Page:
Dynamic Asset Allocation based on Hidden Markov Model Regime Sequences

Nikolaj Abrahamsen & Dimitrij Nakovski

Student thesis: Master thesis


This thesis attempts to answer whether Dynamic Asset Allocation (DAA) strategies that are formulated on uni- and multivariate Hidden Markov Models (HMM) can significantly outperform Strategic Asset Allocation (SAA) methods and other comparable benchmarks. Building on previous studies, an adaptive estimation approach with time-varying HMM parameters is applied. It is examined how well a 2- and 3-state Gaussian Hidden Markov Model replicates stylized facts of financial returns. The findings demonstrated that the state labelling accuracy is marginally improved when adding an additional input feature in combination with changes to the covariance matrix structure under the Hidden Markov Model. Moreover, with the application of state probability smoothing methods, the persistence of the predicted sequences is further strengthened. The market-neutral academic equity factors that are the most pro-cyclical as measured by the returns in the 2- state HMM are Momentum (MOM) and Size (SMB) factors, whereas the "Betting-againstBeta" (BAB) and "Robust-Minus-Weak" operating profitability factors are found to show the highest returns in the bearish HMM states. Based on the smoothed state sequences, mean-variance efficient portfolios are formed both in the unconditional "all-weather" SAA approach, which in the DAA strategies are optimized conditionally on the regimes and based on the in-sample (2001- 2015) asset performances. Whereby, the portfolios are formulated on MSCI USA equity factors, the S&P GSCI commodity index and the Bloomberg Barclays US Long Treasury Unhedged Bond Index. The findings suggests that for all DAA strategies, the performance in terms of the Sharpe ratios in the out-of-sample data is improved over the SAA portfolio. However, the significance tests of differences in returns establishes that such outperformance is found to be insignificant for all DAA strategies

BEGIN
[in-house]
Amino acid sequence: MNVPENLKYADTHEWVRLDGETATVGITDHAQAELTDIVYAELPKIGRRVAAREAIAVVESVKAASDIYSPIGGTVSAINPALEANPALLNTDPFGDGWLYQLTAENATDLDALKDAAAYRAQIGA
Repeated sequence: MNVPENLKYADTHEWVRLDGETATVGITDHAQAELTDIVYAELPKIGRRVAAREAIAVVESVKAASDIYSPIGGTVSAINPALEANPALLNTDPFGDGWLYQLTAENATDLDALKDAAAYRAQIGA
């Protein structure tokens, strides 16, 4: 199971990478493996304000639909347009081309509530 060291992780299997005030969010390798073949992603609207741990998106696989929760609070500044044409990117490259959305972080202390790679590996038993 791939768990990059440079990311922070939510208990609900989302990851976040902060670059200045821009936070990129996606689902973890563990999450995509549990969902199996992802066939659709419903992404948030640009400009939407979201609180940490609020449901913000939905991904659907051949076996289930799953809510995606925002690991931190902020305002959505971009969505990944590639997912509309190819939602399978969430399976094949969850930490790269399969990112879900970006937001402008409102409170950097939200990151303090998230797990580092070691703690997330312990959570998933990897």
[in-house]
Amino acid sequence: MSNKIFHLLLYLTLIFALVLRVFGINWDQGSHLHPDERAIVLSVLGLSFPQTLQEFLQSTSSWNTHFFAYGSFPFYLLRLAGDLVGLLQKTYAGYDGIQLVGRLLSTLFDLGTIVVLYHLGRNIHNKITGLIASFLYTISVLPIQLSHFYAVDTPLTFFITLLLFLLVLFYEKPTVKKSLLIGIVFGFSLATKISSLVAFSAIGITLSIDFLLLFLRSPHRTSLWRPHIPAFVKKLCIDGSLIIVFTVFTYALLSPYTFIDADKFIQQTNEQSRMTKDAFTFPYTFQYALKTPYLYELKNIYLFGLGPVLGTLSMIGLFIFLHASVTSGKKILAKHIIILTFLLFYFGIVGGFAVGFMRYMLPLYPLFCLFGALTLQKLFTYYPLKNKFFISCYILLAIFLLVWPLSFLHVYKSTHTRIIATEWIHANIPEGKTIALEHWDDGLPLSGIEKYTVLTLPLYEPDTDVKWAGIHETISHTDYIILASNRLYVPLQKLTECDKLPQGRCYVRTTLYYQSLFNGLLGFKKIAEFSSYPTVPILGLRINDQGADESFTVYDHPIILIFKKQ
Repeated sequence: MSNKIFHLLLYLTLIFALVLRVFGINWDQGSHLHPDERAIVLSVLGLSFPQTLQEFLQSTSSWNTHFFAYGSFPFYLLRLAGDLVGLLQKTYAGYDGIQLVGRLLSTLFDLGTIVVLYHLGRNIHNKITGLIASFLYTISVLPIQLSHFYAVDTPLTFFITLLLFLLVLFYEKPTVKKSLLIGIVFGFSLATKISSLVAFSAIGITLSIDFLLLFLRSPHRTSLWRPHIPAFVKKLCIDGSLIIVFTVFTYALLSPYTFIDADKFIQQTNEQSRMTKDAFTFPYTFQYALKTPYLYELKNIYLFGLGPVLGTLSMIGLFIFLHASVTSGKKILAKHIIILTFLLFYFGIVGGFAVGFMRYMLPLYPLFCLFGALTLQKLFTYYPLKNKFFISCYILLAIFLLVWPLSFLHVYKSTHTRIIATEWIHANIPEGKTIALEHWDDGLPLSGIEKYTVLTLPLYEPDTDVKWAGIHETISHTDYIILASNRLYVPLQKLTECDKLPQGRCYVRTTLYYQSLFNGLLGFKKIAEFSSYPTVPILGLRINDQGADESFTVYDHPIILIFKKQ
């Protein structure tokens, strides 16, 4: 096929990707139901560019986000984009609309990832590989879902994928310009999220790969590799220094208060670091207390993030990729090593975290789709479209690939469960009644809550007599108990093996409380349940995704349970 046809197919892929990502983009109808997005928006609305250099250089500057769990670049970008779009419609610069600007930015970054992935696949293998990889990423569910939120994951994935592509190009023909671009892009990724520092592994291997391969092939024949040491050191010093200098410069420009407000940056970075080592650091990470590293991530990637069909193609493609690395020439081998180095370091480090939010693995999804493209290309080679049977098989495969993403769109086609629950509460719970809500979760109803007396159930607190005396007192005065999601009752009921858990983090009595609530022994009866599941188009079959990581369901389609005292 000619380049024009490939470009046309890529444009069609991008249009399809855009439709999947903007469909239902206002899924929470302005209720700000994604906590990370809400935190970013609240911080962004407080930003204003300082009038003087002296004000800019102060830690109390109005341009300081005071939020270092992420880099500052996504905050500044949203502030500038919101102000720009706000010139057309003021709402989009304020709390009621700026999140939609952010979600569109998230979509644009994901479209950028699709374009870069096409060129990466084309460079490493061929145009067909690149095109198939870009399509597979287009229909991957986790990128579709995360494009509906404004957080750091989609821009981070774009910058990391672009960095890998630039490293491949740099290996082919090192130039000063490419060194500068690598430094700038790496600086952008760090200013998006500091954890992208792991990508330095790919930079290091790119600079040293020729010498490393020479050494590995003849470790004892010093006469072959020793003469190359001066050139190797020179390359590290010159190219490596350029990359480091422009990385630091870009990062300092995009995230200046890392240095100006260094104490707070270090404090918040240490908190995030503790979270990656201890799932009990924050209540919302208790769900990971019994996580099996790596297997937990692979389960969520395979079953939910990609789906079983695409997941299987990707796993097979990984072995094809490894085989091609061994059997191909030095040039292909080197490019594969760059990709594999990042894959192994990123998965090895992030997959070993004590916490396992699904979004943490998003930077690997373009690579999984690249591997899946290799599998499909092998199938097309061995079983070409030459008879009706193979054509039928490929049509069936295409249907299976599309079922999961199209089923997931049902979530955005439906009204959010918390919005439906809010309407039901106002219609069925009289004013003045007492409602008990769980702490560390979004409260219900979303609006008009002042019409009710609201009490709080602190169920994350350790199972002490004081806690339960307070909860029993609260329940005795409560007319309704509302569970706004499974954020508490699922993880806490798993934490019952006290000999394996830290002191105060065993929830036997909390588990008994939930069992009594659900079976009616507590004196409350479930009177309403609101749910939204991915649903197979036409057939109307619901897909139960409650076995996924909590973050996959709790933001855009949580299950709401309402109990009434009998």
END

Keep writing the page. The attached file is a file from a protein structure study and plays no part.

EducationsMSc in Finance and Investments, (Graduate Programme) Final Thesis
Publication date2021
Number of pages157